Friday! Always a bad day, bad in itself, bad for every one, like an east wind; worst of all for a laundress. Not so depressing as a Monday, but hurried, overcrowded, with all the ironing and folding, the packing of the lots, all small, into their separate newspaper parcels the accumulated fatigue of a whole week. Some demon seemed to possess her clients that week: they had come in with a collar here, a shirt there, an odd pillow-slip, table-cloth, right over Thursday. She was working until after twelve o'clock that night, and so was Jenny, up before dawn the next morning, though no one save herself knew of this.
When Jenny found that it was impossible to move her, she made her own way to up Clapton alone; for Ben had to be at the hall early, as there were certain matters to arrange, and he would try over the piano.
Her efforts with Mrs. Cohen had delayed her. She was driven desperate by that cruel malice of inanimate things: every bus and tram was against her, whisking out of sight just as she wanted it, or blocked by slow, crawling carts and lorries. There was a tight, hard pain in her heart, like toothache, round which her whole body gathered, impaled upon it; a sense of desperation.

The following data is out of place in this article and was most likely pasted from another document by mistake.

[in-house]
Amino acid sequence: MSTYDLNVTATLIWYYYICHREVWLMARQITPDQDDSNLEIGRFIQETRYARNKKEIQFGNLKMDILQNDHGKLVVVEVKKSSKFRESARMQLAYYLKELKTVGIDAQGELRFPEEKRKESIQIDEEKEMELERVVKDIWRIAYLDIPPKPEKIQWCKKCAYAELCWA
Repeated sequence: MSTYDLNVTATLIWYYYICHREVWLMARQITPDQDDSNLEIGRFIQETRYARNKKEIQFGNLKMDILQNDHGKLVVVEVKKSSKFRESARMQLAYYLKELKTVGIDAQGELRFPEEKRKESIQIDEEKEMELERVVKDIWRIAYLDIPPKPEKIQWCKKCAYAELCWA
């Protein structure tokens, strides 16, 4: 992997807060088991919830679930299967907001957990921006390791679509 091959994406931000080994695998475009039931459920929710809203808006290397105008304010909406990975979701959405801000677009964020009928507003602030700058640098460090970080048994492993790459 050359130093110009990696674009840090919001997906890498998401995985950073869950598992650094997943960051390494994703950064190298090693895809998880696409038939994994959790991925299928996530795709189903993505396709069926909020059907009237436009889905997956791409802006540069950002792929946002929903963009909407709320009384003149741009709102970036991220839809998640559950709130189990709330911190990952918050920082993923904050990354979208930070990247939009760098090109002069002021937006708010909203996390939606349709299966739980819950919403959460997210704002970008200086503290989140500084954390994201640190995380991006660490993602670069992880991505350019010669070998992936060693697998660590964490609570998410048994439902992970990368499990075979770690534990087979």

Ben had promised to reserve seats for his mother and herself; but had he? Would she find the place blocked by swells with their hard stare, duchesses and such-like, glistening in diamonds? In her mind's eye she saw billows of silk, slabs of black cloth, and shining white shirt-fronts, hundreds and hundreds of them, and Ben bowing to them as she had taught him to bow.
For some time past he had been so far away, so detached that she was haunted by the fear that if she put out a finger to touch him, it might go through him, as though he were a ghost. At times she had caught him, held him to her in a passion of love and longing. But even then, with his head against her heart, his lips, or some pulse or nerve, had moved in a wordless tune, the beat of time.